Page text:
A functional magnetic resonance imaging (fMRI) study was performed on a 4-year-old girl with autism. While sedated, she listened to three utterances (numbers, hello, her own first name) played through headphones. Based on analyses of the fMRI data, the amount of total brain activation varied with the content of the utterance. The greatest volume of overall activation was in response to numbers, followed by the word 'hello', with the least activation to her name. Frontal cortex activation was greatest in response to her name, with less activation for numbers, and the least for the word 'hello.' These findings indicate that fMRI can identify and quantify the brain regions that are activated in response to words in children with autism under sedation.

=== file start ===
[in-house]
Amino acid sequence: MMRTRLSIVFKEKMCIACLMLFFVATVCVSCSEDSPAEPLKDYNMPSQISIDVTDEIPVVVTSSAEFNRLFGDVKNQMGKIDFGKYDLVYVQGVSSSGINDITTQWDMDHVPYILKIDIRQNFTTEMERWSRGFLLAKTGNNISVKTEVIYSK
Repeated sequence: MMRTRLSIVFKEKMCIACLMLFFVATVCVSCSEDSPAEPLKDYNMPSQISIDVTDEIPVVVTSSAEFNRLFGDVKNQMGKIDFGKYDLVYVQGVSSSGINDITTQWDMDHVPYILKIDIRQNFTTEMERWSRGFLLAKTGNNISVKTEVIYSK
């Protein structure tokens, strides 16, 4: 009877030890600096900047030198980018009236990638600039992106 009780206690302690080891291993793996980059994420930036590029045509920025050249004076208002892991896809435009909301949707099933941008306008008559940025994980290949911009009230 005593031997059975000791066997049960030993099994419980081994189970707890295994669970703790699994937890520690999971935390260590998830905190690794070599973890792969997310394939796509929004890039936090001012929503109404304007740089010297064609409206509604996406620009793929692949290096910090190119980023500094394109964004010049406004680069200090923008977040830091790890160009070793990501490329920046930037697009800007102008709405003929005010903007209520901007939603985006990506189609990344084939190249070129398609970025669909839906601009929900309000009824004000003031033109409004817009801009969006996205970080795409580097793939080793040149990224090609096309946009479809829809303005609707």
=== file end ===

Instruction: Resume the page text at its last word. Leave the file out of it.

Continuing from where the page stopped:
|Original language||English (US)|
|Number of pages||5|
|Journal||Journal of Autism and Developmental Disorders|
|State||Published - Aug 2007|
All Science Journal Classification (ASJC) codes
- Developmental and Educational Psychology